Confessions of a Non-Gamer Who Games

Editor’s note: A hearty welcome to asiangrrlMN, a dear friend who can usually be found at Angry Black Lady Chronicles. She’s also a prolific fiction writer, and you can find some of her excellent zombie-oriented work at Dead Shuffle.

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One of asiangrrlMN’s dark elves celebrates a Blood Bowl touchdown.

Hi, I’m asiangrrlMN, culturegamer’s partner in crime for his Let’s Play Magicka! series.  I am not a gamer, nor do I play one on TV.  I didn’t game much in my youth, save for the occasional game of Pitfall or Ms. Pac-Man, and who among us of a certain age can say differently?

In the past five years or so, I played casual games, but I shied away from hardcore games.  Let me be brutally honest – I saw the racism, sexism, and homophobia that runs through the online gaming community, and I wanted no part of it.  I’m not a joiner by nature, and I definitely didn’t want to be part of a community that was hostile to me.  Plus, I had an outmoded idea of what hardcore games were – mostly first-person shooters in the vein of Call of Duty—and I had little-to-no interest in that kind of thing.  It is with this blithe ignorance that I dismissed hardcore video games – until I met Ian, a.k.a. “culturegamer.”

Ian is passionate about games, and through our many discussions about them, he’s helped me see that they are more than ‘just games’ – they have cultural value and can be more engrossing than movies or television.  I was intrigued and requested that he find me a game.  After much consideration, he suggested Torchlight to me, and I was hooked.  I played the hell out of that game, and I loved being involved in a miniature world of dungeon-crawling, monster-smiting, and fishing!  I had a pet cat, Enigma, and if I fed her fish, she’d transmogrify into other creatures with varying powers .  I played as the Vanquisher in a large part because she’s female and looks vaguely Asian, and I quickly learned to love Mulan and her trusty Toxic Ribauldequin.  I also realized that I vastly preferred ranged characters to melee characters, and I’ve stuck with the former mostly in my subsequent forays into RPGs.

(click for more confessions)

Video games and fear – Dark Souls diary

I woke up at an ungodly hour this morning and decided that there was no choice but to either watch paid programming on cable or finally knuckle down and make some headway in Dark Souls, which has been languishing in my Xbox 360, unplayed, for the past two weeks.

I should note here that I’ll be including a couple spoilers, so if you’re new to (or intending to play) the game, you may want to look elsewhere.

What had happened was I’d gone on a bit of a Dark Souls jag recently, after previously hitting a similar wall. Killing the Bell Gargoyles at the top of the Undead Burg, I’d been filled with renewed vigor for the game, and had plunged headlong through several new areas — the Darkroot Garden, Lower Undead Burg, and the Depths. Each presented its own challenges, but I was eventually able to overcome them using the skills and equipment I’d accumulated so far. A longsword I’d picked up earlier had been re-forged by a helpful blacksmith into a weapon with added divine power, I had several new armor sets (including a lightweight set of thief’s leathers), and I’d bumped up my stats to the point that I was able to carry more and still remain nimble.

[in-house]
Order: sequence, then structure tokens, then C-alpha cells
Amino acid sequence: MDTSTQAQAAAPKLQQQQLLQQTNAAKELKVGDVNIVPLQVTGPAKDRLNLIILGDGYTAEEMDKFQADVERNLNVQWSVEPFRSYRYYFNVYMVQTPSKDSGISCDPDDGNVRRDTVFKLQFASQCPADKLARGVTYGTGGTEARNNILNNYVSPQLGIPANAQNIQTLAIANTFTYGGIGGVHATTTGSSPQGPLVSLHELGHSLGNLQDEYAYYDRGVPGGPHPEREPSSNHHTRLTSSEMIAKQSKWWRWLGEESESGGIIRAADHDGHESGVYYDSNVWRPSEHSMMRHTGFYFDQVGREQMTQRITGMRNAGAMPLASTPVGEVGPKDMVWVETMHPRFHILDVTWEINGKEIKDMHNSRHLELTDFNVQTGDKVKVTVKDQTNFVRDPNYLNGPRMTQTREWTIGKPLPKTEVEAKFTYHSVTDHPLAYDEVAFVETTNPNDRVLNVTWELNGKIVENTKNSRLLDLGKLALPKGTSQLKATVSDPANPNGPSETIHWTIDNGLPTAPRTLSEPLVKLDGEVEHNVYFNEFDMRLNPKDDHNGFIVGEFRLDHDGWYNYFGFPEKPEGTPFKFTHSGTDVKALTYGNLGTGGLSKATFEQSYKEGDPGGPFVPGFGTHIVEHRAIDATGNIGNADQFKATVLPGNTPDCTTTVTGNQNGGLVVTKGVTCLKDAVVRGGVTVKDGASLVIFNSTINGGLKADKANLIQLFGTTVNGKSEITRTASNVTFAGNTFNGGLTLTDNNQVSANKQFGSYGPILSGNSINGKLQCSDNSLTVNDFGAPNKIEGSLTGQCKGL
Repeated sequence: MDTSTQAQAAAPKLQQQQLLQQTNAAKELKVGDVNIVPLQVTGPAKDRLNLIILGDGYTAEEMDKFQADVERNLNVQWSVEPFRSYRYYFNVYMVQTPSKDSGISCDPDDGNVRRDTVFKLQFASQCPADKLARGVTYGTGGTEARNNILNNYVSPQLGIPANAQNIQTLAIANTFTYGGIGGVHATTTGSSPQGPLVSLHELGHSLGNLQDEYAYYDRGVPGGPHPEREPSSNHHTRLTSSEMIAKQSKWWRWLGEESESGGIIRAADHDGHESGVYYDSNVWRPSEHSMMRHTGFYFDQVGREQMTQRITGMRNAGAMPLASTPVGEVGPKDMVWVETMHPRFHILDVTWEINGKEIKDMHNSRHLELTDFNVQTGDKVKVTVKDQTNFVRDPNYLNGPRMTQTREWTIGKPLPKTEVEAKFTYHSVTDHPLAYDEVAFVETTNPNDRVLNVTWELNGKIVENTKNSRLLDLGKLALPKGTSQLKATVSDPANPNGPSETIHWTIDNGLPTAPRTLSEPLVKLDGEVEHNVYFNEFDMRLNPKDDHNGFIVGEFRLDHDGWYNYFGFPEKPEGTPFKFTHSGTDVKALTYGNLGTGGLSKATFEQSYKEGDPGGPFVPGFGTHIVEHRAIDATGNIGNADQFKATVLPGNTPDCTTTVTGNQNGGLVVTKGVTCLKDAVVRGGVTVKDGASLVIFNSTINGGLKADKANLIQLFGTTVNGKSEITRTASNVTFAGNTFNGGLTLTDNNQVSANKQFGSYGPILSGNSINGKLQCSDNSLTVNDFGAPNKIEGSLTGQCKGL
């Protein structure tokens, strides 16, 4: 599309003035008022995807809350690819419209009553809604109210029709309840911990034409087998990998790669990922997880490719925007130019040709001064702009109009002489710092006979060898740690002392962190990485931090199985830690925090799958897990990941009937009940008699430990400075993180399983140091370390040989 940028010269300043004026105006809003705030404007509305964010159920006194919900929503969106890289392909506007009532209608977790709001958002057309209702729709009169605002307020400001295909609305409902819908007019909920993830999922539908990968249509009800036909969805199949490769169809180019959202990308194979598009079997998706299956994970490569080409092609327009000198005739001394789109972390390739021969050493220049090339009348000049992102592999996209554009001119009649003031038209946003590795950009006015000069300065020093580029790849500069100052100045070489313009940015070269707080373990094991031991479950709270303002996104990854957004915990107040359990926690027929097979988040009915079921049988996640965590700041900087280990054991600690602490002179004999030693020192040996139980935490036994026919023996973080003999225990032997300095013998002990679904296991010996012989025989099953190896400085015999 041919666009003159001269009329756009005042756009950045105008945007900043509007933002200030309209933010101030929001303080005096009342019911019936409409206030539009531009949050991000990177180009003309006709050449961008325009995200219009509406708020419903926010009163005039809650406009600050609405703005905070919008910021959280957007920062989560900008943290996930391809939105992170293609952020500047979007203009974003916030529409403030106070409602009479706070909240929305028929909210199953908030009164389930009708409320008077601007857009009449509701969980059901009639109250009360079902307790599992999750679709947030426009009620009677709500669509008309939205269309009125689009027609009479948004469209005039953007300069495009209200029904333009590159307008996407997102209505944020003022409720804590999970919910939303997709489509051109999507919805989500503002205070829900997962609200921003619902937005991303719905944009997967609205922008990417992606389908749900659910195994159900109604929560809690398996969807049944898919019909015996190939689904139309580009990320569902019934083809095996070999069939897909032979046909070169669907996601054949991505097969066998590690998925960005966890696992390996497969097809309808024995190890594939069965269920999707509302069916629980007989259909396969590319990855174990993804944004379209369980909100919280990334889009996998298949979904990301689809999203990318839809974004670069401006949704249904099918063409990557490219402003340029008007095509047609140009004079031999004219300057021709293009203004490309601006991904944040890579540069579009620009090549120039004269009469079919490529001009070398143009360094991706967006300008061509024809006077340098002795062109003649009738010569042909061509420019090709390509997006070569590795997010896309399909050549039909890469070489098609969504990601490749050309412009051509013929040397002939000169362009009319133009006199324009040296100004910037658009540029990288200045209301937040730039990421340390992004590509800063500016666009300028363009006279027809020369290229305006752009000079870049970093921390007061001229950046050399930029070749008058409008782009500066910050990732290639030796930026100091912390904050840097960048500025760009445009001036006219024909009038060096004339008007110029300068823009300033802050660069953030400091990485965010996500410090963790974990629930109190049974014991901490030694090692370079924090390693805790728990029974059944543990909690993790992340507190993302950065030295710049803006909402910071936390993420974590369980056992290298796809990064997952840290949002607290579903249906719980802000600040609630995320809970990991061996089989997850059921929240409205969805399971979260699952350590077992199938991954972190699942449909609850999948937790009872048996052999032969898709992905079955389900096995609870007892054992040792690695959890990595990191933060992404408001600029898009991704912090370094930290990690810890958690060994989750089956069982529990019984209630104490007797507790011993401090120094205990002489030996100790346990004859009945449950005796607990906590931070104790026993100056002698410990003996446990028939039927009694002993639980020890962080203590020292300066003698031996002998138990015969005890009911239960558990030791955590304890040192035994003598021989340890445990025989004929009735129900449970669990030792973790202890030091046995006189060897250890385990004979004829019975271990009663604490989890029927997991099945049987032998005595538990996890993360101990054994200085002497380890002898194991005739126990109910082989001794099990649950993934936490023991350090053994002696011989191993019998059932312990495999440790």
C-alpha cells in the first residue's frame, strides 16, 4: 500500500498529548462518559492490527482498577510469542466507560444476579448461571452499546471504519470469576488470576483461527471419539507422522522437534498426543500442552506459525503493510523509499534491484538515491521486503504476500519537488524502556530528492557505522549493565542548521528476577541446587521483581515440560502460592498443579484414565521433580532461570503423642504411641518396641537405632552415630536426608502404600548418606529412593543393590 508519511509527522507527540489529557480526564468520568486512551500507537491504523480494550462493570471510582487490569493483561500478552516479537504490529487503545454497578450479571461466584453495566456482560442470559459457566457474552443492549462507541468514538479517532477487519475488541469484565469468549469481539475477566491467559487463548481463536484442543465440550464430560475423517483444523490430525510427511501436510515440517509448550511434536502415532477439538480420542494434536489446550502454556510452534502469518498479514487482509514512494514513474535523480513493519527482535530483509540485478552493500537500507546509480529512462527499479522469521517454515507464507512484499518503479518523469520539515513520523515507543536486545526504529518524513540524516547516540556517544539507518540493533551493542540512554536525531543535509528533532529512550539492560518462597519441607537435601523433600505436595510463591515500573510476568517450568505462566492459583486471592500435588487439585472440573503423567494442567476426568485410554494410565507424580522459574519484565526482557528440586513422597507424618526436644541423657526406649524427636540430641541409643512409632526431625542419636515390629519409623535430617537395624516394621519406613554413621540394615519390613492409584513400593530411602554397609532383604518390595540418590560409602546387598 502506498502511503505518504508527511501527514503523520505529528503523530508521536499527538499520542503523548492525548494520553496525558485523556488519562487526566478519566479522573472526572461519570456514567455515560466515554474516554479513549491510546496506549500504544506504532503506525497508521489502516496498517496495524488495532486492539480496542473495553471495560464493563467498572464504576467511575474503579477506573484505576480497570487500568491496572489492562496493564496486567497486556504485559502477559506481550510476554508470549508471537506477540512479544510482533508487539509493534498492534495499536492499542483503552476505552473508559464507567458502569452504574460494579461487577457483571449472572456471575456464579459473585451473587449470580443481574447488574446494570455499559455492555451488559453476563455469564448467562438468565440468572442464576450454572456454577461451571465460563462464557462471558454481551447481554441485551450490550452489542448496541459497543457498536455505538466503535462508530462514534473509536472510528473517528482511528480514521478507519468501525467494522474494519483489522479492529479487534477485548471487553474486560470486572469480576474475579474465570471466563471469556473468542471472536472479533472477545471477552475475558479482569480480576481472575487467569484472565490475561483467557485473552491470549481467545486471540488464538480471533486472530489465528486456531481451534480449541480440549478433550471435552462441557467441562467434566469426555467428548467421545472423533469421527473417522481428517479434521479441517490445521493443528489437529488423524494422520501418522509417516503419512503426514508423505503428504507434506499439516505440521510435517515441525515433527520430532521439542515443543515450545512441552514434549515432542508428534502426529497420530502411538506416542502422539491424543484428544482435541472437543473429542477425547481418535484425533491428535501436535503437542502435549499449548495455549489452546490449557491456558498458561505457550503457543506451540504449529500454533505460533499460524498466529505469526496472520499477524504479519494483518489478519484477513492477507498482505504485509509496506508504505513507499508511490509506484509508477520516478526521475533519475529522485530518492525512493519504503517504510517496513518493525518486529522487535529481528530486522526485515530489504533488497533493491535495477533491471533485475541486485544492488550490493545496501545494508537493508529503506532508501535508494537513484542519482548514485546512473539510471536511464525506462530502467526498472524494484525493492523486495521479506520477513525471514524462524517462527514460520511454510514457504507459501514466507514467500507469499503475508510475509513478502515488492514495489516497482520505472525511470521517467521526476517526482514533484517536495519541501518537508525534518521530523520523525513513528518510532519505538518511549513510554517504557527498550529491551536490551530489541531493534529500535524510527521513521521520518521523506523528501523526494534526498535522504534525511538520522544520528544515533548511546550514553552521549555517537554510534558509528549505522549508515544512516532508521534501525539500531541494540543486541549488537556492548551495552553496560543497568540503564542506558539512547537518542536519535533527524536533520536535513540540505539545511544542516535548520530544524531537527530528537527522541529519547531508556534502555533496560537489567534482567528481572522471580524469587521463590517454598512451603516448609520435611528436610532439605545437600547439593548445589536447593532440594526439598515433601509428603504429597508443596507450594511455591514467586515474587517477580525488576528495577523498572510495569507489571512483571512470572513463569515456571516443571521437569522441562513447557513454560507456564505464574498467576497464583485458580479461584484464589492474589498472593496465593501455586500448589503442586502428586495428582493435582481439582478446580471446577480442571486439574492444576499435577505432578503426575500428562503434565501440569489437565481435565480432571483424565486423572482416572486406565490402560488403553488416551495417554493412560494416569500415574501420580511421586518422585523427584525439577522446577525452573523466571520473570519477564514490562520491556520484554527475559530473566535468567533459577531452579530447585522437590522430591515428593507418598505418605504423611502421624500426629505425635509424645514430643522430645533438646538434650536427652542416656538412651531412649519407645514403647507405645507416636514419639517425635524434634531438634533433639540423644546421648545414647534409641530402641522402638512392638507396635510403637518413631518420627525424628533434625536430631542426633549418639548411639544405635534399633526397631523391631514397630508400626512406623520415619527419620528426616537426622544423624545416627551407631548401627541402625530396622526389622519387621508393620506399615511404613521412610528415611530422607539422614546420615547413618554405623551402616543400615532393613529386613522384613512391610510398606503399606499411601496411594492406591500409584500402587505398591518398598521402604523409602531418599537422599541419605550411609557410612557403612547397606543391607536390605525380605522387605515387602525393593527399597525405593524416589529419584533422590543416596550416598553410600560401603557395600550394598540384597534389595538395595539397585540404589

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Dark Souls’ appeal

I posted yesterday about some much-needed progress I made in From Software’s Dark Souls, which I’ve recently fired up again.

A lot has been written about this game, which is seen as a “spiritual successor” to Demon’s Souls — another brutally difficult game that features a dark, gothic setting in which to die over and over again.

It’s odd that a game that bucks today’s console-driven trends of heavy tutorialization, gradual learning curves, and checkpoint-style autosaving should attract such a devoted following — at least on paper. But the fact is, Dark Souls is a lot of fun. It’s also the most frightening game I’ve ever played, and one of the most rewarding.

If you’re unfamiliar with the unique mechanics, here’s Dark Souls in a nutshell: You’re undead, and your job is to (I think) bring “light” back to a blighted world. You can rest at the bonfires scattered around the vast world, which restore your supply of healing flasks and provide a revive point for when you die. And in case I haven’t quite gotten this point across yet, you will die. A lot. Every corner of the gloomy world holds new perils: Even the lowliest of enemies must be taken seriously, traps spring, and gigantic bosses lurk beyond eerie fog-clouded doors. Each time you die, you’ll wake up at the bonfire you rested at last, and all the enemies you had littered your path with are back.

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Dark Souls’ Bell Gargoyles are dicks

I’ve been playing the brutally-difficult Dark Souls, and I cannot for the life of me beat these damned Bell Gargoyles.

Update: Just after posting this, I decided to give the gargoyles another go. Using the game’s “humanity” system, I was able to “summon” a spirit to help out, and we managed to take out the bastards.

It’s a butterfly with frikkin’ lasers on its head.

Update 2: Following my success in finally killing the gargoyles, I ventured into the Darkroot Garden, which is populated with thorny tree dryads and humongous stone knights. There’s also a thing called the Moonlight Butterfly, which took me several attempts to kill.